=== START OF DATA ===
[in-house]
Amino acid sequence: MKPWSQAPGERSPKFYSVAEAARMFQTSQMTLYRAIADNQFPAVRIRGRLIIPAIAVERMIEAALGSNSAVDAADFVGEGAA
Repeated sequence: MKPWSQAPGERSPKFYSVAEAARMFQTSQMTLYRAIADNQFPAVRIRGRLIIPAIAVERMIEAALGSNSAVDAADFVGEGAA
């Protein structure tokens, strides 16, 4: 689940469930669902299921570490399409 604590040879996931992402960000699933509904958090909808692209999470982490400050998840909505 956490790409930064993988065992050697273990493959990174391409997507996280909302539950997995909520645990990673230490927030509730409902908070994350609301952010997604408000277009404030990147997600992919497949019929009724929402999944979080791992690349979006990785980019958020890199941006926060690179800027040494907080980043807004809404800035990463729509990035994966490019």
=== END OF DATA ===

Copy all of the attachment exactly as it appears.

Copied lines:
[in-house]
Amino acid sequence: MKPWSQAPGERSPKFYSVAEAARMFQTSQMTLYRAIADNQFPAVRIRGRLIIPAIAVERMIEAALGSNSAVDAADFVGEGAA
Repeated sequence: MKPWSQAPGERSPKFYSVAEAARMFQTSQMTLYRAIADNQFPAVRIRGRLIIPAIAVERMIEAALGSNSAVDAADFVGEGAA
């Protein structure tokens, strides 16, 4: 689940469930669902299921570490399409 604590040879996931992402960000699933509904958090909808692209999470982490400050998840909505 956490790409930064993988065992050697273990493959990174391409997507996280909302539950997995909520645990990673230490927030509730409902908070994350609301952010997604408000277009404030990147997600992919497949019929009724929402999944979080791992690349979006990785980019958020890199941006926060690179800027040494907080980043807004809404800035990463729509990035994966490019």